• I agree with James. Blender is a great character program for the price.. FREE. It is the little program that does a bit of everything. I use it for all my 3D modeling and 3D printing. I also use it for my pre-viz animations. It has video editing and compositing but I have switched to Divinci for that. The Blender organization puts out an animation each time for the big release. This year it is called "Sprite Fright" and it looks amazing. The story is NOT for kids however. Supposedly Blender really added a bunch of facial animation additional tools but I have not explored them.
    • To my somewhat limited knowledge, over the last year and a half, the free program Blender has gone LEAPS ahead in its ability to sculpt organically. It has box modeling, rigging, weight painting, animation timeline (to generate expressions) etc built in. The community is also awesome when it comes to sharing and learning. I find that if I have a goal, then try to get a workflow achieved, then most software becomes a bit more intuitive once you know where the right gizmo is to make it happen. I've never explored most of the more professional programs other than ZBrush, but I managed to grab that back in 2008, so I tend stay with it since it does what I need for my actual work and I was never a hard-surface guy in that realm. The large HP printers solidify a print from particle dust, then they dunk em in a bath of cyano to keep a neat texture. Ray Harryhausen hand-carved & painted his faces to replace, there are some great images of Humpty Dumpty and Rapunzel faces he did that you can find online if I recall correctly (meant for those unaware - just for the nostalgia its worth it -grins-). It is inevitable that I will try it one day. Maybe some cool twist on the Japanese Noh masks in an expressive dance... low demand, just to try.
  • I'm kind of new to this, but I have dabbled in stop motion before. It looks like others have brought this up, but my question is, is it okay to use 3D printing. I'm a CAD disigner and my wife got me a 3D printer for christmas. The requirements say everything has to be hand made. All the 3D prints I use woould be my own design so I hoped that would qualify. This will be my fist serious attemt at stop motion and was looking forward to joining the next jam.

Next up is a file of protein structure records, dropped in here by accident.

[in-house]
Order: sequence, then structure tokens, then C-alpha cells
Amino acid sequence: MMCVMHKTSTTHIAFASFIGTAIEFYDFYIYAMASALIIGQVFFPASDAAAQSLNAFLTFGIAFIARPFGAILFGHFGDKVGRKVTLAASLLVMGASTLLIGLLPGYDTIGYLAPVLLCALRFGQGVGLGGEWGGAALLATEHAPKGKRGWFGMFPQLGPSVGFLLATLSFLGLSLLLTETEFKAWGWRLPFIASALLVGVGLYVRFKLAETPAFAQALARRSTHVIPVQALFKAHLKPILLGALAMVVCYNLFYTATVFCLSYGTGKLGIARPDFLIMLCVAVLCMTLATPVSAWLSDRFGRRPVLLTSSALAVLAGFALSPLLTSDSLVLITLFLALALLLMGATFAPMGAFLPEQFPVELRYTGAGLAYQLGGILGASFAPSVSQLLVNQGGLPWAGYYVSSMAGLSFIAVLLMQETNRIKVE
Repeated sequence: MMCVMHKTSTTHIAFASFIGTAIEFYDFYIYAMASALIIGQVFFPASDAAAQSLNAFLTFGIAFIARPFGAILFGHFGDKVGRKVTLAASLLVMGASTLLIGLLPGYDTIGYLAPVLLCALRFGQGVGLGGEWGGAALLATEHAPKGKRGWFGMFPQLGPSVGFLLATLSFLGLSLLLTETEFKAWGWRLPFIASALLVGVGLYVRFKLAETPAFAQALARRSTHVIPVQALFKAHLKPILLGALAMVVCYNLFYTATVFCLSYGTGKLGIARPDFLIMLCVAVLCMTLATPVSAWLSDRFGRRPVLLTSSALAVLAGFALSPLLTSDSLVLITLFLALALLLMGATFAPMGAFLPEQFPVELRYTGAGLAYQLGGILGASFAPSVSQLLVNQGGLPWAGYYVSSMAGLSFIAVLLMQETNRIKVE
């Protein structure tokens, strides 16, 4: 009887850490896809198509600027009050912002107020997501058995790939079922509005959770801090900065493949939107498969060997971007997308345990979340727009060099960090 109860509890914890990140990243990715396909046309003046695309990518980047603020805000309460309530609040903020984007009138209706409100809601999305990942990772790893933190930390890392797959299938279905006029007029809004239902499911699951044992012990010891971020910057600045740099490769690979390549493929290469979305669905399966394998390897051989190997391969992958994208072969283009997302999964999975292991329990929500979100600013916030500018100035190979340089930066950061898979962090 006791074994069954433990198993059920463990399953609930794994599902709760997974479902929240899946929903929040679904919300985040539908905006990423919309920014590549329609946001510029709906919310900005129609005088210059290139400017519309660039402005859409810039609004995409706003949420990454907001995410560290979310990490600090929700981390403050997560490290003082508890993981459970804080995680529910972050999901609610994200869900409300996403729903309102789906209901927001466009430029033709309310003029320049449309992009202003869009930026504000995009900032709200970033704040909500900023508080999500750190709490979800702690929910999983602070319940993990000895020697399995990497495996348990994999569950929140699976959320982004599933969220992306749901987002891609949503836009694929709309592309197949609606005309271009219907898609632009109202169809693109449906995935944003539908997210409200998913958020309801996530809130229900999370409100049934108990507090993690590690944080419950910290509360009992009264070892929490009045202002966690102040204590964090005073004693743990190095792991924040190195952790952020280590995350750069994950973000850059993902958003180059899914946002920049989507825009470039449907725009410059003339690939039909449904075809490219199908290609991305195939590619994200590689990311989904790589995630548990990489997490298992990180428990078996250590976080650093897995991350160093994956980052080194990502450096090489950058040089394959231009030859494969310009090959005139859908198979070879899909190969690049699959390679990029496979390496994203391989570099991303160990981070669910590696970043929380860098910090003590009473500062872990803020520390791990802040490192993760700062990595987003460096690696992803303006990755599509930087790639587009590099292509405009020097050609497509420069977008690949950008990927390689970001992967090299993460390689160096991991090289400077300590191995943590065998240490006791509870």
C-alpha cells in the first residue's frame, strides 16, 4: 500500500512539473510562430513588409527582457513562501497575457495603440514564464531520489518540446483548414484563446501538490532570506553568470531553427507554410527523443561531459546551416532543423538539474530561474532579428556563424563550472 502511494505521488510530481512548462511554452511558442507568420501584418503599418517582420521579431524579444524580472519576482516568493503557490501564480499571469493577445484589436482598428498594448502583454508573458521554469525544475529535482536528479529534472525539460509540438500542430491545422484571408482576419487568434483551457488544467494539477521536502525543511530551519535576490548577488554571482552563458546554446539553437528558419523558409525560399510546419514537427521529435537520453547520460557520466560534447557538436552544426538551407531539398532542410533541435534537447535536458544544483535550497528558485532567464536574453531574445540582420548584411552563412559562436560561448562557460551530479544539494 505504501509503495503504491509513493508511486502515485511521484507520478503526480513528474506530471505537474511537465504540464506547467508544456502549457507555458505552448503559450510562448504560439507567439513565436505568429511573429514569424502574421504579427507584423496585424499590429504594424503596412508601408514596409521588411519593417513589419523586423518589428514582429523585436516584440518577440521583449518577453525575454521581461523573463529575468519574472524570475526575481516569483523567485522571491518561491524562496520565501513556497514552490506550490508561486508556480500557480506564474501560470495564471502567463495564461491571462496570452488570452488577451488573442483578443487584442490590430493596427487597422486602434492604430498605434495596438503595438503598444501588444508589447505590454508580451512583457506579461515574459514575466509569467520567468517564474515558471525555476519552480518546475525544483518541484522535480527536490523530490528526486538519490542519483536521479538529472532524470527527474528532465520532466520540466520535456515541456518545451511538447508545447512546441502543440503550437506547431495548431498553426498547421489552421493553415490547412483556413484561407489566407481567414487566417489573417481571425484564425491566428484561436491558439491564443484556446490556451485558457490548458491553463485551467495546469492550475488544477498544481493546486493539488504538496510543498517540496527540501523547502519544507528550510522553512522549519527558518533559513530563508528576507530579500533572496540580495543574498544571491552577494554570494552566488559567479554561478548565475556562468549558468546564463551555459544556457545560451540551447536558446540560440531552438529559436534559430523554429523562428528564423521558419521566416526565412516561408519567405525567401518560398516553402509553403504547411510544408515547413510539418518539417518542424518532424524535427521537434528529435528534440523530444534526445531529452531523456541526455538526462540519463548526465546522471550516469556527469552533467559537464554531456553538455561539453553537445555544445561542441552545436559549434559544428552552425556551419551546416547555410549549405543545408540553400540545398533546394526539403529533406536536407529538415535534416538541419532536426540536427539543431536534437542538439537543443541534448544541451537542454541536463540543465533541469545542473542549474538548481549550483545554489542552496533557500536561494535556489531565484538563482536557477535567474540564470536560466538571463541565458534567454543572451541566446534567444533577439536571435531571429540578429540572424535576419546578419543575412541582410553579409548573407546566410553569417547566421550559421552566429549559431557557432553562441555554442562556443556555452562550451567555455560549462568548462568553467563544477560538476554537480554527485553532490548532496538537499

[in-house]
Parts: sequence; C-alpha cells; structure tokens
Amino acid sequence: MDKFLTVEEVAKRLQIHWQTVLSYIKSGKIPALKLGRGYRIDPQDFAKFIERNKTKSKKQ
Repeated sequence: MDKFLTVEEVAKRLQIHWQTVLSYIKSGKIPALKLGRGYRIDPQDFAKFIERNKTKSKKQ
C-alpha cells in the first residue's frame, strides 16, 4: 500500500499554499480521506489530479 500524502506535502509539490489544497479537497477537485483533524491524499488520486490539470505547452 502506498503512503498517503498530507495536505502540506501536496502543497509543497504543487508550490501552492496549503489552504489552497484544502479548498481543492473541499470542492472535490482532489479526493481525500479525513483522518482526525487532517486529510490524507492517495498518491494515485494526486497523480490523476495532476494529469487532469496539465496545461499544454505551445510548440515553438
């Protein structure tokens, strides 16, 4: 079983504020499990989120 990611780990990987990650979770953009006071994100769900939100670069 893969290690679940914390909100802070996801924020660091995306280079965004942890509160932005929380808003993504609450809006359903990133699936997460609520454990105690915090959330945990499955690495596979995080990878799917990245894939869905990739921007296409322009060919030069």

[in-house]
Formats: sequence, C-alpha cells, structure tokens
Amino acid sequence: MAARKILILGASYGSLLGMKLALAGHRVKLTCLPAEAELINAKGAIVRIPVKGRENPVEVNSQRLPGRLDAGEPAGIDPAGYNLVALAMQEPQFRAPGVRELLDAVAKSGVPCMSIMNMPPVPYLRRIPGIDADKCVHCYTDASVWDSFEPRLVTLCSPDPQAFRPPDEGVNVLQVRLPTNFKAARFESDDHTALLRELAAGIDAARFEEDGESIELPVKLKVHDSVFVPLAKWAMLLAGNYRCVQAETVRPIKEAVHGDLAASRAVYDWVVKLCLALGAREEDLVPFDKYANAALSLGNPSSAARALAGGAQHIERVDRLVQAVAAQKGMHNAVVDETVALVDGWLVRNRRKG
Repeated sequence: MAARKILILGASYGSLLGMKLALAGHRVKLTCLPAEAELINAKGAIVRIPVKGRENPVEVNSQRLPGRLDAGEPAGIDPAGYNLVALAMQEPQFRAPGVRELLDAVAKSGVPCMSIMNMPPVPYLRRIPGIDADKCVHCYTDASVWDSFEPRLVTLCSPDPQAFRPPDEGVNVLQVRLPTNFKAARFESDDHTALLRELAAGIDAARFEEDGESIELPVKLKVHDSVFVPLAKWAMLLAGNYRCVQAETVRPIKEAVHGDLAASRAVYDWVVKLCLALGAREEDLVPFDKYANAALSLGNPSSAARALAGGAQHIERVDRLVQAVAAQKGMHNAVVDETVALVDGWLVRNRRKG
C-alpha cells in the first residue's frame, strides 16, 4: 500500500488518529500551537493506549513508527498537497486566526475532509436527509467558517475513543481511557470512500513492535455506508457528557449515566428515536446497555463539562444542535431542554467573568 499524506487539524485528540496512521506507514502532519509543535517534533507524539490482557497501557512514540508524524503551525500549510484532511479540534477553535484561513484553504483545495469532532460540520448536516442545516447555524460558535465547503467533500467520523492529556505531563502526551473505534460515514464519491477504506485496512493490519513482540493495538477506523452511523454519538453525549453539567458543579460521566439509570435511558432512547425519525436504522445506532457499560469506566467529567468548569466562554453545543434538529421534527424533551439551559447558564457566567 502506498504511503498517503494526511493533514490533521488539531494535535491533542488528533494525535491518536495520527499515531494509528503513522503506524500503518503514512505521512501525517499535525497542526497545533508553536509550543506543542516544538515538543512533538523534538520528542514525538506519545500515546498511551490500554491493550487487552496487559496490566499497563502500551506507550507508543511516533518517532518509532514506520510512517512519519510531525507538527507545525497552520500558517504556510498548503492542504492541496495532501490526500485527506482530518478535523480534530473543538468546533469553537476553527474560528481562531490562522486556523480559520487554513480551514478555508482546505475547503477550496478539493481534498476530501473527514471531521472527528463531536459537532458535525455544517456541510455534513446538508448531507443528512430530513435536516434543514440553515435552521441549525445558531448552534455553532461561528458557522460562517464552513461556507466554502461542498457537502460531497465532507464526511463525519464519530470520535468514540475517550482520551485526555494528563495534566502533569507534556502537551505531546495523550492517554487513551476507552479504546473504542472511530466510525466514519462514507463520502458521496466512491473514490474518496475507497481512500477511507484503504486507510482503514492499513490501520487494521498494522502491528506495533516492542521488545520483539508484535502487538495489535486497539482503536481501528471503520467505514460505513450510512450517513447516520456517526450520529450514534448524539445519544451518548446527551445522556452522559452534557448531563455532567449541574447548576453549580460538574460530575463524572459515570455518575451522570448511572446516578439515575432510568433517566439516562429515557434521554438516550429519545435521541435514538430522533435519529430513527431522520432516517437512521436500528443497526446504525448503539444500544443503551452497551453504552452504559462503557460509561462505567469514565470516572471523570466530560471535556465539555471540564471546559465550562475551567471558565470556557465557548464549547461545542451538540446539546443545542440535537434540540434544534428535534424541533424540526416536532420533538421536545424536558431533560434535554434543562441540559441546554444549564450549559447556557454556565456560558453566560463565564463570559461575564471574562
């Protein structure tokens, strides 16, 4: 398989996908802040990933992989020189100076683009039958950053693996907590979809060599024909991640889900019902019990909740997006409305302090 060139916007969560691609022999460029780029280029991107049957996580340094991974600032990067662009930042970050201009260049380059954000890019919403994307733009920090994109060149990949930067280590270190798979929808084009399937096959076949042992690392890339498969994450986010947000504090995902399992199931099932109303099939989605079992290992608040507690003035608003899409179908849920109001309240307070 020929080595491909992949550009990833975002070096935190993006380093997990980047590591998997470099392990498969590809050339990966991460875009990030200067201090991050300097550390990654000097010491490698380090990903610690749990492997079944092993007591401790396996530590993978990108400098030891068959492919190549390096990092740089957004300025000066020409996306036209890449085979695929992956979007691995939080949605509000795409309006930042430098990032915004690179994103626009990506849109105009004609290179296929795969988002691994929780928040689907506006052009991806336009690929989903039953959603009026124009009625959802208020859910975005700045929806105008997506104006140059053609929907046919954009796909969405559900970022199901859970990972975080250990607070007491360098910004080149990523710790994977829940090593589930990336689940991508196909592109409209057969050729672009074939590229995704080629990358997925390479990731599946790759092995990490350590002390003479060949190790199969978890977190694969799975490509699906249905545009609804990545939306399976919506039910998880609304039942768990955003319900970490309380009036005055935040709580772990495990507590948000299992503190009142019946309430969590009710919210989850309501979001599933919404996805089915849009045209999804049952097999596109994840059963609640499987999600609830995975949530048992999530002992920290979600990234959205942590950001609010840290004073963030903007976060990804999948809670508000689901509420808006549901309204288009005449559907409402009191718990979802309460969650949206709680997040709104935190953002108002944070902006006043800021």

• I found out on my last stop mo jam film that resin 3D printing and platinum cure silicone does not work very well together. The resin causes the silicone to not cure. I have had recent success using PLA filament molds and platinum cure silicone. I have used PLA printed items in my last three jams. All designed by me in Blender or at least heavily modified creative commons files.
    • 3D print is ok if it is your design.
  • a question. Once the video is finished and sent, can it still be published on my usual channels or do I have to wait for the general video to be completed?

    And the author of the music, how can I insert it in the credits of the general film? (if you can do it)
    • Hi Pietro, yes you can publish your animation whenever you like. As for the credits, including music, that will be placed at the end of the presentation.
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STOPMO JAM 4 Behind the Scenes!

Post your behind the scenes photos here. I took a couple of snaps from the Robot Dance Title sequence. I made the puppet out of Sculpey and Armature wire in about a week. Animation took 5 days and Rig removal took about the same. It was very last minute as I was extended on Pinocchio by 6 weeks which cut into my time a bit, but I got 'er done! Please feel free to post your pics and share your experience.

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41 Replies · Reply by Steve Copeland Dec 22, 2022

15 Weeks Left to finish your Stopmo Jam

It's been a little quiet, so I thought I'd check in to see how everyone's progress is going? Need more time or is July 10 still doeable? I am in the final weeks of Animation on Wendell and Wild, so I haven't had time to work on mine, although I usually do the Titles. Anyway, let me know how it's going or if you have any questions.

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24 Replies · Reply by Emily Myers Jun 9, 2022